Google pushed out its first-ever monthly security update for Android in August, fixing the Stagefright vulnerability that an attacker could use to own your device with a malicious MMS message.
Nexus devices got their September security update last week, fixing another eight vulnerabilities, including one that could allow an attacker to bypass the lockscreen and access critical data on the device or install malicious apps.
To bypass the lockscreen an attacker has to have physical access to your device, and the device needs to be set to lock with a password (not a PIN or pattern).
The bug only affects devices running Android 5.x (before build LMY48M); Android 4.4 is also affected, but Google said the homescreen cannot be accessed on 4.4.
The exploit works by entering an extremely long string of characters into the password field while the camera is open, which causes the device to crash back to the home screen.
Bug finder John Gordon – a security researcher from the University of Texas at Austin – disclosed the vulnerability privately to Google, but now that a fix is out he’s published a blog and a video demonstrating the hack.
Gordon’s video shows the tedious but straightforward process: first he brings up the emergency dialer from the lockscreen and enters as many characters into it as possible; then he opens the camera app and taps Settings, which brings up the password field; then he copies and pastes the character string as many times as possible into the password field until the camera crashes and brings up the homescreen.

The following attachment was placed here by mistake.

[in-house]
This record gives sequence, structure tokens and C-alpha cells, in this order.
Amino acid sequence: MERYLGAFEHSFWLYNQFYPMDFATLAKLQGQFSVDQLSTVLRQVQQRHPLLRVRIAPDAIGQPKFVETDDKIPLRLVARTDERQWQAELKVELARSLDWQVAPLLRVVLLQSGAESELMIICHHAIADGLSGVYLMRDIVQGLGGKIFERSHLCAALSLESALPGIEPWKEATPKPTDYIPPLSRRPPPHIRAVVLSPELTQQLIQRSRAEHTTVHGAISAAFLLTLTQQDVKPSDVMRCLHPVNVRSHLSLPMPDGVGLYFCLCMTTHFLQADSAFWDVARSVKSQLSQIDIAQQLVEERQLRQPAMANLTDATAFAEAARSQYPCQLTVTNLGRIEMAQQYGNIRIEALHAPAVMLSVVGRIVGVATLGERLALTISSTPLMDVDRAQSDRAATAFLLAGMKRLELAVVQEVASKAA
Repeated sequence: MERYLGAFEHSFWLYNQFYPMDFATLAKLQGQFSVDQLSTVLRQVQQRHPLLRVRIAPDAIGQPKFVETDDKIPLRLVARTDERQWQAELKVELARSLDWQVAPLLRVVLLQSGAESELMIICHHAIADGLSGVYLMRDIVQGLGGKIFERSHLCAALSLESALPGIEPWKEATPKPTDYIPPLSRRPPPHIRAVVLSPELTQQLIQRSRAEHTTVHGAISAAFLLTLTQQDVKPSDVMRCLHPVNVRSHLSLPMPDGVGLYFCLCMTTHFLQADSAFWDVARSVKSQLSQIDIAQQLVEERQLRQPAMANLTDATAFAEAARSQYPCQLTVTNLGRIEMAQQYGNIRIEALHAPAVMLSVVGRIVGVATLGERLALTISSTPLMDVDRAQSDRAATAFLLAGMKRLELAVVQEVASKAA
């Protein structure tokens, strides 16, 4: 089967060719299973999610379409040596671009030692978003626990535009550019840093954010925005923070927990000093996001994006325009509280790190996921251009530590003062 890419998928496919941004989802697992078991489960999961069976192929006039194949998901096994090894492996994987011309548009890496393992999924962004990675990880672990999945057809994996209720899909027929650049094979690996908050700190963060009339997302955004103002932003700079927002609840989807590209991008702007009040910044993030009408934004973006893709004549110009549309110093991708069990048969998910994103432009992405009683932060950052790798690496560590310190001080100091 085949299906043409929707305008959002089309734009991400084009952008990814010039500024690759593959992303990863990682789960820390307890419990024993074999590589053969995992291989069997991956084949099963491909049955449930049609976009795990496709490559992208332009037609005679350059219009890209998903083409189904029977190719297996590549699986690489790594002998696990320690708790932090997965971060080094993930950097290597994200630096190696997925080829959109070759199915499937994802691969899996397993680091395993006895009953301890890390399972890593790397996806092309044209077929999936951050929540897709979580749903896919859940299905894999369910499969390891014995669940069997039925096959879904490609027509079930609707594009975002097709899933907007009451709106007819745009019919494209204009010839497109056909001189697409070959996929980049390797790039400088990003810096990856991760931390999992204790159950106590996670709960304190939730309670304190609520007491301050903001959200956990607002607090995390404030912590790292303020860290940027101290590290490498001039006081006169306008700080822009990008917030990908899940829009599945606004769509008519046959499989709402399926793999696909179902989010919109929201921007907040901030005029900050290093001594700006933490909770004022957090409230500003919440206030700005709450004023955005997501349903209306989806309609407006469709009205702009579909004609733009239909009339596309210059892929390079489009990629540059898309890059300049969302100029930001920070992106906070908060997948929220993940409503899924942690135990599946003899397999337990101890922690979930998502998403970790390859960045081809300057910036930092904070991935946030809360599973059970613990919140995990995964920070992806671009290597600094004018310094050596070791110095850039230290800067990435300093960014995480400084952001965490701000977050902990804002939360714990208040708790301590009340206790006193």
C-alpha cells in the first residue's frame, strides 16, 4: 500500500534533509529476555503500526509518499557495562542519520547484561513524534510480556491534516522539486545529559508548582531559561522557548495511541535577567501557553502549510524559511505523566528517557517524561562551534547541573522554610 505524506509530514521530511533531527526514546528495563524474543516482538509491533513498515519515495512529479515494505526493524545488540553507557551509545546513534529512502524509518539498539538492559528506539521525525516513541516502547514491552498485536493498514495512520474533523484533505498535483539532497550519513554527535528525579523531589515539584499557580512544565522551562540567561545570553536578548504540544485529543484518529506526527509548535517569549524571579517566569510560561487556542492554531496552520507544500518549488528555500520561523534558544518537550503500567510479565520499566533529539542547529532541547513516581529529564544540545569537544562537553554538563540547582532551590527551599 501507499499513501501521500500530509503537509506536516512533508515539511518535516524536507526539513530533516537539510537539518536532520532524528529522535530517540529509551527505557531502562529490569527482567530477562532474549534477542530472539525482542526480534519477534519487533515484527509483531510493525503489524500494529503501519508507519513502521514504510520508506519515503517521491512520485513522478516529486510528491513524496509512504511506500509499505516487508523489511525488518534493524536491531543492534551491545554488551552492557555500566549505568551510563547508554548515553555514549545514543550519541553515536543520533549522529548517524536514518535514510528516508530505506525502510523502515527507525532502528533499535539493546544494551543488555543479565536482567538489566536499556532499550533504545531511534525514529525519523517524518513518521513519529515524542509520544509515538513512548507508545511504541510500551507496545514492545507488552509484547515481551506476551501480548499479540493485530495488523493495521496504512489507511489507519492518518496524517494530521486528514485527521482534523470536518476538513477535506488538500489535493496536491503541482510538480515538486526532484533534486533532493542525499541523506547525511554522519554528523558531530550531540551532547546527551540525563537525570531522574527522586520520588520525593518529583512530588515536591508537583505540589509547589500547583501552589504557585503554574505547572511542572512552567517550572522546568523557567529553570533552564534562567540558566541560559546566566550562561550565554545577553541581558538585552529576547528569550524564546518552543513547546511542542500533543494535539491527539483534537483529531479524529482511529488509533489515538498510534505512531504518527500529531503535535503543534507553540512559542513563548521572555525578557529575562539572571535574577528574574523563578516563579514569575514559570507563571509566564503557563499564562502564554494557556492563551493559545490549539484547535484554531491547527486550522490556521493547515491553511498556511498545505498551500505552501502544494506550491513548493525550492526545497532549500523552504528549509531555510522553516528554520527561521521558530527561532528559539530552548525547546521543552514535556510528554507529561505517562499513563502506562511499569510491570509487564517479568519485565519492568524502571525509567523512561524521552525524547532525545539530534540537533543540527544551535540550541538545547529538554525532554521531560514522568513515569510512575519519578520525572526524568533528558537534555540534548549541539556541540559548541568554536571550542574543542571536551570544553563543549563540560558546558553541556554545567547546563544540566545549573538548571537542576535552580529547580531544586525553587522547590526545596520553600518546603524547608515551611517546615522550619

Sophos security expert Chester Wisniewski attempted to replicate the lockscreen bypass on a Nexus 4 running Android 5.1.1 LMY47V, but he was only partially successful.
Chet was able to use the hack to bypass the lockscreen, but the home screen was only partially rendered, without any icons.
I asked Chet a few questions about how the hack works, how severe a vulnerability it is, and whether we can expect to see more troubles with lockscreen bypass bugs on Android devices.
Here’s our exchange (I’m JZ and Chet is CW).
JZ: Google rated this lockscreen bypass as only a moderately severe bug. Do you agree?
CW: It is rather difficult and unintuitive to trigger, so I don’t consider it to be that major. It seems to rely on some rather specific circumstances, so I am not sure it would even work on non-Nexus devices. I suspect it depends how heavily the lockscreen software has been customized.
JZ: What goes wrong when all those characters are entered into the password field? And what does the camera have to do with it?
CW: It appears to be some sort of buffer overflow combined with a race condition. I think the camera app helps slow things down, increasing the CPU load, making it more likely you can crash things in just the right way for the phone to recover itself to an unlocked state.
JZ: Why would the camera be accessible from the lockscreen anyway? Does anyone need access to their camera without a password?